By Rebecca Huff, For The Miami Student

Tensions rose at the Regional Campus Process Committee’s public forum Wednesday, Feb. 18, on Miami University’s Hamilton campus. When audience members weren’t getting the answers they wanted, the meeting quickly shifted from informational and straightforward to an attack against the committee.

Despite the harsh winter weather, roughly 60 people showed up to take part in the conversation. Students, faculty, staff, Alumni and most of the committee members were there as well.

“You have what you call your marching orders, which is what some of us thought all along and what we’ve been protesting, that this is a done deal. Unfortunately, your people and sincere efforts are being manipulated and used for no good purpose because we are already screwed,” said John Krafft, associate professor of English. 

Committee Chair Jim Oris, went from being calm and collected to annoyed and exasperated as he rubbed his forehead when applause erupted.

“You all have to understand I’ve been at Miami for almost 30 years. Some of my closest colleagues are people from Miami Hamilton and Middletown in the biology department,” Oris said. “I understand what you’re going through, they’re my friends, they’re my colleagues, I’ve worked with them. I’m not being manipulated, John, I didn’t ask for this job. But I have a lot invested in this to make this successful. So you’ll have to understand where I’m coming from.”

What some audience members failed to realize is that the governor and Ohio Board of Regents mandated this process in 2008.

The committee addressed multiple concerns involving open enrollment versus selective enrollment, separate accreditation, offering more degrees and whether they are actually listening to the concerns voiced. The Task Force Committee held multiple student-only forums last semester so students could voice their concerns.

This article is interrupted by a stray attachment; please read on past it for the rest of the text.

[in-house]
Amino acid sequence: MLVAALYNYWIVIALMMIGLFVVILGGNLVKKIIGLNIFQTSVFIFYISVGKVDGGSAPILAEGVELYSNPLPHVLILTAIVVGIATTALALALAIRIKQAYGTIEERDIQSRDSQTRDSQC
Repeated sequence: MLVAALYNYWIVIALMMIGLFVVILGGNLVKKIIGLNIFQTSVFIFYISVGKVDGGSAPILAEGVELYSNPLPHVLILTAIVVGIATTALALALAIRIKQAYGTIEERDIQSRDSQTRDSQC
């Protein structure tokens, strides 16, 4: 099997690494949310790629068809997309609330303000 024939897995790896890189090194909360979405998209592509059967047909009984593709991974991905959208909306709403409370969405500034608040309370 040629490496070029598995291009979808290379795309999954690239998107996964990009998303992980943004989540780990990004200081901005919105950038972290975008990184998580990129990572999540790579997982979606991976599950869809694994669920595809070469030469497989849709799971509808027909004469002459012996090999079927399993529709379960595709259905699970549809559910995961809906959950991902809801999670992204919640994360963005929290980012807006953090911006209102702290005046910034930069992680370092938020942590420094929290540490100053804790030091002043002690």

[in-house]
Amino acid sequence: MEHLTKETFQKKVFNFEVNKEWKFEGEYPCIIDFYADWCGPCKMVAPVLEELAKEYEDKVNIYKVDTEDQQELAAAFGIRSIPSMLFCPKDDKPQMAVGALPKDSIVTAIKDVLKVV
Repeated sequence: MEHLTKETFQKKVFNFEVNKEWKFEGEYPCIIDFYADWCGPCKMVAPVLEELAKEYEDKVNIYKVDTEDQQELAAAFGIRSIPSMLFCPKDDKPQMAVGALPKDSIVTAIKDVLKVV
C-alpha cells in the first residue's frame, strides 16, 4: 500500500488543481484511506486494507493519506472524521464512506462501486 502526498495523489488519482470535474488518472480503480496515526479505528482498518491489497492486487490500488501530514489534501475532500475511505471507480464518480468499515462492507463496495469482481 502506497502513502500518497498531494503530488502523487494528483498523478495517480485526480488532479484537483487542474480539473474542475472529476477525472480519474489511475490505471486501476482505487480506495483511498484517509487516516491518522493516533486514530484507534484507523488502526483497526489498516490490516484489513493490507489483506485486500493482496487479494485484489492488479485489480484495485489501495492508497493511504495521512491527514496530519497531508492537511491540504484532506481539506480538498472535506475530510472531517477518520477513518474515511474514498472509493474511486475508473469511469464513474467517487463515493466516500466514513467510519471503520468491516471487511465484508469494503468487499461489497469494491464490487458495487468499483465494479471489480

“We brought every single concern that was in front of us to the Task Force Committee,” said Sabrina Cox, regional student and member of the Process Committee. “A lot of the concerns that the students had were uneducated concerns, so we could very easily dispel whatever they were saying because they didn’t have facts behind it. I think what needs to happen is that the SGA [Student Government Association] on both campuses need to do a better job educating the students on what’s really happening.”

Regional Director of Grant development, Amy Lamborg, expressed her opinion on the selective enrollment versus open enrollment debate.

“We spend a ton of time serving people who probably shouldn’t even be here, honestly, and I hate to say that, but their GPAs are so low they’re not going to be successful — no matter what we do,” said Lamborg. “Even if we are giving them the best learning services on the planet. They are not going to be successful.”

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